- Giles Sutherland
- 11 November 2006
Ingleby Gallery, Edinburgh, until Fri 22 Dec
The most powerful work in this show is a piece entitled ‘Edinburgh Slate Assembly’, which consists of seven 50cm x 30cm slates, each painted in a different shade of dense tempera - there are two blues, two purples, a yellow, a pink and a black. The slates have pre-made nail holes which have been used to hang each of the tiles in an exact spatial relationship with its neighbour. The work is striking in its simplicity, bold in its execution and impact. The price tag is also striking: £8500 plus VAT.
Is it worth it, you may ask? Is such an unguarded reaction ‘philistine’? Or is it valid and, if so, how does it affect our aesthetic judgement . . . ? It’s not an easy question to answer but asking it is useful not least because it illustrates one of the perennial issues surrounding discussion of almost any work of art: it’s ‘true’ value. Here, of course, it reflects Roeth’s high standing in his native US and his long and distinguished career.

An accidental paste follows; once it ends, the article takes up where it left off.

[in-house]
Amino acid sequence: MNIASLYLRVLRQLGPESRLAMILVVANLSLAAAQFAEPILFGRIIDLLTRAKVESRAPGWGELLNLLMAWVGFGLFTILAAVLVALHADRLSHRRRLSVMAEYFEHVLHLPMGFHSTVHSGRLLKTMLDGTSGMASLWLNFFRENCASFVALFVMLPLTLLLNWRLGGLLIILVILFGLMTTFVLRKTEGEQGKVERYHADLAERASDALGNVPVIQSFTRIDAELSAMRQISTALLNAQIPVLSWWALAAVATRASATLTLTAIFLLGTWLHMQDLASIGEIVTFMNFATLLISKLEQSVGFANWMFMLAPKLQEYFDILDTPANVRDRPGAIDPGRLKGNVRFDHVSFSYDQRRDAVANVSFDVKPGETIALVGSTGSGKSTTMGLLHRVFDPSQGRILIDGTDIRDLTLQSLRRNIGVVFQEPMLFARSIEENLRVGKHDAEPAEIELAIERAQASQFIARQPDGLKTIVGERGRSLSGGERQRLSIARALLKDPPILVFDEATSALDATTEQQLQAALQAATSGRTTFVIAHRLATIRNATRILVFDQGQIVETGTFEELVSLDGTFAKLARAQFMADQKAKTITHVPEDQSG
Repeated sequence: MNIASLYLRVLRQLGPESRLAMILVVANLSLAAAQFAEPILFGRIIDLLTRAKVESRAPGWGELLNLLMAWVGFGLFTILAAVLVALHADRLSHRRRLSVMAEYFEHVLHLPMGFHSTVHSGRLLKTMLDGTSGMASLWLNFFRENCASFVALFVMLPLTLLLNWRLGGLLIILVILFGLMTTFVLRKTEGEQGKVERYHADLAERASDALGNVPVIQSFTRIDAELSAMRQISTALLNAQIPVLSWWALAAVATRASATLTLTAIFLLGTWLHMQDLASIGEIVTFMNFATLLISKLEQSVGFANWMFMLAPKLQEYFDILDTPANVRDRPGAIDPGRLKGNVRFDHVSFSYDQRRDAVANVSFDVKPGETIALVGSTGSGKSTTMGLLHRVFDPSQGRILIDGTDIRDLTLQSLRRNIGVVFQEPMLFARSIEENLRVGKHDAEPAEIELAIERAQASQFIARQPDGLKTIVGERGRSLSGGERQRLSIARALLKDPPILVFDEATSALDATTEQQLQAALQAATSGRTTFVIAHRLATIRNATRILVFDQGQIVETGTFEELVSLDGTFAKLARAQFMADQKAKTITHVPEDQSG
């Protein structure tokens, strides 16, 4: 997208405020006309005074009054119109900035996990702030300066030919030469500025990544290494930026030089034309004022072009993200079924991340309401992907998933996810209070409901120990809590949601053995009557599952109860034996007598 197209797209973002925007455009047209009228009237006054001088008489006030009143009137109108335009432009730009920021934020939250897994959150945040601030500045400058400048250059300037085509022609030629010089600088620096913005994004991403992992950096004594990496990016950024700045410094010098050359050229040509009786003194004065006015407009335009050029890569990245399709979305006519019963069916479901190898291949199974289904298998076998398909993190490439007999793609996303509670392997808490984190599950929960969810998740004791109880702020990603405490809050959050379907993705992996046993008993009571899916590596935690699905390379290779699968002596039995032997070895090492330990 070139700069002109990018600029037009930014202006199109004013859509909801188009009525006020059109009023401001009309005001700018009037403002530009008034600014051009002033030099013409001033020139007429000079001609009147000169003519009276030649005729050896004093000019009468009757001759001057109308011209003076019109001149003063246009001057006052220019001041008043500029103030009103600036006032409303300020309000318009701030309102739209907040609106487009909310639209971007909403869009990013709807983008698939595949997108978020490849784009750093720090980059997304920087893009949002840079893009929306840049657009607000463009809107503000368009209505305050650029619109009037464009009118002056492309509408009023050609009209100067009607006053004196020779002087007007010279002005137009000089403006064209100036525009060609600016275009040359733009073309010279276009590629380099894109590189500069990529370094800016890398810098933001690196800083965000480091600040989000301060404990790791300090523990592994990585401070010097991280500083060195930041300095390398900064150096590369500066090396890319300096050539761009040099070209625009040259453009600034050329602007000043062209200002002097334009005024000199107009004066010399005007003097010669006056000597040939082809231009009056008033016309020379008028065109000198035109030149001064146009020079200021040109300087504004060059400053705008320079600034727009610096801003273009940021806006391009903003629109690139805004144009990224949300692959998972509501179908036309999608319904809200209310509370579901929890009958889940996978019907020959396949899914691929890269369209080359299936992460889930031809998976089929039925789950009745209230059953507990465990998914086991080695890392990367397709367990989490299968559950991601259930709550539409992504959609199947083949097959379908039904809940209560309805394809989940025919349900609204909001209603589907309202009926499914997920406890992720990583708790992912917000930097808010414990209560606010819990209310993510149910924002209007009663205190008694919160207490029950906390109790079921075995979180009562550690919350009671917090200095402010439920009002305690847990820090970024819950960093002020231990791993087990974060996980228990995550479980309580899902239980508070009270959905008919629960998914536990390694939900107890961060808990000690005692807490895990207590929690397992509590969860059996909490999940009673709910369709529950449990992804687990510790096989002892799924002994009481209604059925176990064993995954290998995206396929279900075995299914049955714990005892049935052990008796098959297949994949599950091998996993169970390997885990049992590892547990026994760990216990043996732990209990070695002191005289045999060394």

Moving around this small show (there are only nine works), trying to forget the price tags and focus on an ‘objective’ reading of the work is not easy. However, the work is quiet, contemplative and simple but not simplistic. Roeth is an artist captivated by colour - ‘pure’ colour, that is - and how using it in various combinations of delineated geometric form can affect the senses. Often words like ‘ambience’ and ‘mood’ come to mind when looking at the work. There are others, too, such as ‘resonance’ and ‘depth’. The works speak to the mind as much as the eye and they induce, if one lets them, a kind of hypnotic joy which is increased all the more through time.
Time spent looking at abstract blocks of colour in our time-poor culture may be defined by some as time ‘wasted’. But, however cynical one may feel about the price tags, it is nevertheless easy to be seduced by the density and depth of intent in these works.